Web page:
Anthony Chickillo Credits Coaching Staff For Smooth Position Switch

A year ago, Anthony Chickillo weighed 267 pounds. He was used to playing with his hand down, in the trenches against tackles and guards.

So when the Pittsburgh Steelers drafted him in the 6th round, everything changed. By training camp, Chickillo dropped down to 254. He was moved to outside linebacker, forced to play in space and drop into coverage. But the now second year player gives big props to one man for smoothing the transition – his position coach, Joey Porter.

“He makes you really want to play hard for him because you don’t want to let him down,” Chickillo told Teresa Varley in an excellent feature piece on “He’s been huge for me overall and for me learning how to play outside linebacker. I learned that I can play in this league.”

He played just 22 snaps on defense and is still waiting for his first NFL sack. Most of his rookie year impact, the few weeks he was active, come on making another coach proud. Special teams’ coach Danny Smith. Like Porter, Chickillo had nothing but good things to say.

“Danny Smith taught me how to play it in the NFL. He taught me the right way to do everything.”

But he’ll have just as tough a fight to make the 2016 roster as he did this past year, initially cut and then brought back up when it became apparent, even though never confirmed by the team, that Chickillo was in danger of being poached off the practice squad.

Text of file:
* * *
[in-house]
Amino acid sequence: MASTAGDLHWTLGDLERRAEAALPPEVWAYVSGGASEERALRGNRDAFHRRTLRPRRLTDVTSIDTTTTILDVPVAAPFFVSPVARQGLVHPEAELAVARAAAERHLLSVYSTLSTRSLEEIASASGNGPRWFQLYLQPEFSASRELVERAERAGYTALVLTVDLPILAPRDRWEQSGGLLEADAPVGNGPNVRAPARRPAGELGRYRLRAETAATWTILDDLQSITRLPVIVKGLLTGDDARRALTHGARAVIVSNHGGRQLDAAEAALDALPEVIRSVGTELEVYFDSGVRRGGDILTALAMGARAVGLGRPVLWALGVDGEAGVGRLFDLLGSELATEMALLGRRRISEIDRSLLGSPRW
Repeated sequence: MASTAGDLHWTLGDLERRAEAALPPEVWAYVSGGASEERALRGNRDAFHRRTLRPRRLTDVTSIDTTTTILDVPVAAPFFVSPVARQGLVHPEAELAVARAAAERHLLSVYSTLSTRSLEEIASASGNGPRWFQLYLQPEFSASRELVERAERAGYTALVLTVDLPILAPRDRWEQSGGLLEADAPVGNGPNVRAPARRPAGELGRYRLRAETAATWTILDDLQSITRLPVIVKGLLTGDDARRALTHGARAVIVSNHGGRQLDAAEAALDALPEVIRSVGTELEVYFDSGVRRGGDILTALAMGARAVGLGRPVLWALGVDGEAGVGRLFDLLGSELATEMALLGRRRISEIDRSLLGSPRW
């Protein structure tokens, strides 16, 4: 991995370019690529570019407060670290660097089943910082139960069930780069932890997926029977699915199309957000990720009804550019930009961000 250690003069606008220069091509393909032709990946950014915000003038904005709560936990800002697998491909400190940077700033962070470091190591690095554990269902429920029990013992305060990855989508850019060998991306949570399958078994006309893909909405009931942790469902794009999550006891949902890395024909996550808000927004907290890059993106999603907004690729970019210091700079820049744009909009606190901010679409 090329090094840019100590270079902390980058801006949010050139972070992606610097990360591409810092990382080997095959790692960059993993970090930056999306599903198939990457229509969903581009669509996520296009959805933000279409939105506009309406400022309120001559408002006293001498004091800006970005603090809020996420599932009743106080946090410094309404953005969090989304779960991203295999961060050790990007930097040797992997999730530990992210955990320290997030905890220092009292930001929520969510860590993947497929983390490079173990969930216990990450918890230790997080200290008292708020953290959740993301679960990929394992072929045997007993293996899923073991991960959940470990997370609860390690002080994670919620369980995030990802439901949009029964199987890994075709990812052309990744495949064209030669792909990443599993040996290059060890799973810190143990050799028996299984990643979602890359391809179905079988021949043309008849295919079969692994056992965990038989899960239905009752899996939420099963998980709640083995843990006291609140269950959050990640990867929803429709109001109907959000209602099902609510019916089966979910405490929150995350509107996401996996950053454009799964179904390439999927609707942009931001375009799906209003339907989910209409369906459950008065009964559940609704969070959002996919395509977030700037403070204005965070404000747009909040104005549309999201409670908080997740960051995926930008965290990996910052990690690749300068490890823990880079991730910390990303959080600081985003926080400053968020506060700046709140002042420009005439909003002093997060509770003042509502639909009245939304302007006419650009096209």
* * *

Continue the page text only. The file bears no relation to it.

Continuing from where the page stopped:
Four outside linebackers can be called locks: Bud Dupree, James Harrison, Jarvis Jones, and Arthur Moats. And four have reasonably sewn things up inside: Lawrence Timmons, Ryan Shazier, Vince Williams, and Steven Johnson. At maximum, Pittsburgh will keep ten linebackers.

Do the math and that leaves two spots remaining with three quality prospects: Chickillo and the two draft picks, Travis Feeney and Tyler Matakevich. Someone has to get voted off the island.

Of course, Chickillo has the leg up with a year under his belt. But by no means does that make his spot safe. And we haven’t even mentioned names like L.J. Fort and Jordan Zumwalt, clearly on the outside but there nonetheless. That sort of depth serves the ultimate training camp goal. Bring the best out in everyone, create as much competition as possible, so those that make it have truly earned the right.

To Top
error: Alert: Content is protected !!